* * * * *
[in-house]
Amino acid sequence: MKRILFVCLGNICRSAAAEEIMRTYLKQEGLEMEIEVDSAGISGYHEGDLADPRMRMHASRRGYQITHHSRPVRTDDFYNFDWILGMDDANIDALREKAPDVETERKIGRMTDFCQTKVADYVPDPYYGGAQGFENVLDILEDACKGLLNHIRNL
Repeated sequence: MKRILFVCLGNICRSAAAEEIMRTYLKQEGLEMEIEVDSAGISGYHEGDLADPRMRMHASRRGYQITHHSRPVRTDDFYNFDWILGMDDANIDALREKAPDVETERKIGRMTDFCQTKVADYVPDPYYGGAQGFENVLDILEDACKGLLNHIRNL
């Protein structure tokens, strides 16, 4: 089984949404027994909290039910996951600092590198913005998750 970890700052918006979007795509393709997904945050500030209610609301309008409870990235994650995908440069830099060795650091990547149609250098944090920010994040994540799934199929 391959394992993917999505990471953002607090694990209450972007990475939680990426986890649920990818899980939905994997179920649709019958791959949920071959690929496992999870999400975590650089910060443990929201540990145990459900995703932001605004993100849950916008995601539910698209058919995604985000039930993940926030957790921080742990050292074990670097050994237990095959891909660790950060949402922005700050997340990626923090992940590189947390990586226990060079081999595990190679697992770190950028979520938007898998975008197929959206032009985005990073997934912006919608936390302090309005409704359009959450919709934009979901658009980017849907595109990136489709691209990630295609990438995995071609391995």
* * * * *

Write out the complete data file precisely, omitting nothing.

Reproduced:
[in-house]
Amino acid sequence: MKRILFVCLGNICRSAAAEEIMRTYLKQEGLEMEIEVDSAGISGYHEGDLADPRMRMHASRRGYQITHHSRPVRTDDFYNFDWILGMDDANIDALREKAPDVETERKIGRMTDFCQTKVADYVPDPYYGGAQGFENVLDILEDACKGLLNHIRNL
Repeated sequence: MKRILFVCLGNICRSAAAEEIMRTYLKQEGLEMEIEVDSAGISGYHEGDLADPRMRMHASRRGYQITHHSRPVRTDDFYNFDWILGMDDANIDALREKAPDVETERKIGRMTDFCQTKVADYVPDPYYGGAQGFENVLDILEDACKGLLNHIRNL
């Protein structure tokens, strides 16, 4: 089984949404027994909290039910996951600092590198913005998750 970890700052918006979007795509393709997904945050500030209610609301309008409870990235994650995908440069830099060795650091990547149609250098944090920010994040994540799934199929 391959394992993917999505990471953002607090694990209450972007990475939680990426986890649920990818899980939905994997179920649709019958791959949920071959690929496992999870999400975590650089910060443990929201540990145990459900995703932001605004993100849950916008995601539910698209058919995604985000039930993940926030957790921080742990050292074990670097050994237990095959891909660790950060949402922005700050997340990626923090992940590189947390990586226990060079081999595990190679697992770190950028979520938007898998975008197929959206032009985005990073997934912006919608936390302090309005409704359009959450919709934009979901658009980017849907595109990136489709691209990630295609990438995995071609391995």